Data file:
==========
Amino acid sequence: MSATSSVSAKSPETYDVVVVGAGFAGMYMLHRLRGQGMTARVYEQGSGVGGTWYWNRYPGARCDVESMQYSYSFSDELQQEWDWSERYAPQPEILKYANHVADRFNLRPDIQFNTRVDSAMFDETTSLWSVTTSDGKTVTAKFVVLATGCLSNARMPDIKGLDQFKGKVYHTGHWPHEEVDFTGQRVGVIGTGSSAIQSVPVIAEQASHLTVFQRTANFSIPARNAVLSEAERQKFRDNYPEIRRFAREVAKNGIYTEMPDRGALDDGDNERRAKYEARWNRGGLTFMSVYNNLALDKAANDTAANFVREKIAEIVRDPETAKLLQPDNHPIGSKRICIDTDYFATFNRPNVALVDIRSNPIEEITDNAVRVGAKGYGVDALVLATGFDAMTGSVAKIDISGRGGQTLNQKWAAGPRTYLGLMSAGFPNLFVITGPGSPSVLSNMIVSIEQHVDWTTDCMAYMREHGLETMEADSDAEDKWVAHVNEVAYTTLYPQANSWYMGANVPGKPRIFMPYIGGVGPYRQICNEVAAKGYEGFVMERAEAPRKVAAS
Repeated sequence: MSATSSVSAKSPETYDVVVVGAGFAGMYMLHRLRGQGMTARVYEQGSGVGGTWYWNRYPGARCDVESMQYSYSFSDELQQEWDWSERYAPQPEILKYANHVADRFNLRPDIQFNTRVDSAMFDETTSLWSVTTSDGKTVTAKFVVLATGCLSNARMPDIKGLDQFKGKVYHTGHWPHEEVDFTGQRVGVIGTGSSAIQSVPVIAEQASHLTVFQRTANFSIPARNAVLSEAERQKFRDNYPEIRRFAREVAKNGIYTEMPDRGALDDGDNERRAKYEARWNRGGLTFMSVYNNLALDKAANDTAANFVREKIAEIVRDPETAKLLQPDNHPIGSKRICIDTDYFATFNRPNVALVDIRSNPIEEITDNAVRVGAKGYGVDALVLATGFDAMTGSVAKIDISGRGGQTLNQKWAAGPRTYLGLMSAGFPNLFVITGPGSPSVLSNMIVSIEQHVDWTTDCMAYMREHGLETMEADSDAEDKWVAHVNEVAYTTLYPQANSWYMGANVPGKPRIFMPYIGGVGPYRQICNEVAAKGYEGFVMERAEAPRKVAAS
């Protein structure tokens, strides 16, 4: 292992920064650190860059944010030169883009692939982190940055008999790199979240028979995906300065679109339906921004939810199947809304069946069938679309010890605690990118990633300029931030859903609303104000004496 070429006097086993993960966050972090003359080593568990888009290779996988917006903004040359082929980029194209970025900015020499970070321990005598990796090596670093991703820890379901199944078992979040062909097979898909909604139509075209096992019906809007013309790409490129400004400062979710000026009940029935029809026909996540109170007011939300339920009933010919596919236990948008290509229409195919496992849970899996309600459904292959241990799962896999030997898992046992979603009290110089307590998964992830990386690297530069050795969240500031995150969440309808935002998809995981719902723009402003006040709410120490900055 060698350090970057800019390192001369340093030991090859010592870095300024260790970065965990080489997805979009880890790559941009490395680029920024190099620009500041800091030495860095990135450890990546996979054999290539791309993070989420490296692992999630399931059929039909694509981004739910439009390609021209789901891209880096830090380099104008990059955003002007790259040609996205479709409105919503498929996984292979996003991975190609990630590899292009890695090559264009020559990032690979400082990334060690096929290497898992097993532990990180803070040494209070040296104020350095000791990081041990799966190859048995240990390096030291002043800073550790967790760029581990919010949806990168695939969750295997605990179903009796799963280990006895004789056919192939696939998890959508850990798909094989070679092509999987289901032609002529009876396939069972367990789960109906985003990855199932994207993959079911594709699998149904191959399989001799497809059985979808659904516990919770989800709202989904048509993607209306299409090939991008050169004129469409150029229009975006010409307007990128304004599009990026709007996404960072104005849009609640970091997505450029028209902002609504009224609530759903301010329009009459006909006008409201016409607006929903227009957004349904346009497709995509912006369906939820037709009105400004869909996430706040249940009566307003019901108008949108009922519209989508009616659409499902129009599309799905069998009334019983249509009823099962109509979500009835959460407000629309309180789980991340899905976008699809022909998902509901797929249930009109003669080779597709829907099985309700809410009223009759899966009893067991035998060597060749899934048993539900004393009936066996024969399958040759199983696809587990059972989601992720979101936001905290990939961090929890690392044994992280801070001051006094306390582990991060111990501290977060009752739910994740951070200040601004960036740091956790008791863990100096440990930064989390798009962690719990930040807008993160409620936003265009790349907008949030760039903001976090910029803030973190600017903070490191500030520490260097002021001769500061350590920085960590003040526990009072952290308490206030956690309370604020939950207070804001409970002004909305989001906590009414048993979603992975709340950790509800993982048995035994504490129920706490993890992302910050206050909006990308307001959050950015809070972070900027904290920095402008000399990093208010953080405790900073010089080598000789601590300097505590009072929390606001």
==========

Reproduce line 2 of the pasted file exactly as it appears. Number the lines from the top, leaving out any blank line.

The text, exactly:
Repeated sequence: MSATSSVSAKSPETYDVVVVGAGFAGMYMLHRLRGQGMTARVYEQGSGVGGTWYWNRYPGARCDVESMQYSYSFSDELQQEWDWSERYAPQPEILKYANHVADRFNLRPDIQFNTRVDSAMFDETTSLWSVTTSDGKTVTAKFVVLATGCLSNARMPDIKGLDQFKGKVYHTGHWPHEEVDFTGQRVGVIGTGSSAIQSVPVIAEQASHLTVFQRTANFSIPARNAVLSEAERQKFRDNYPEIRRFAREVAKNGIYTEMPDRGALDDGDNERRAKYEARWNRGGLTFMSVYNNLALDKAANDTAANFVREKIAEIVRDPETAKLLQPDNHPIGSKRICIDTDYFATFNRPNVALVDIRSNPIEEITDNAVRVGAKGYGVDALVLATGFDAMTGSVAKIDISGRGGQTLNQKWAAGPRTYLGLMSAGFPNLFVITGPGSPSVLSNMIVSIEQHVDWTTDCMAYMREHGLETMEADSDAEDKWVAHVNEVAYTTLYPQANSWYMGANVPGKPRIFMPYIGGVGPYRQICNEVAAKGYEGFVMERAEAPRKVAAS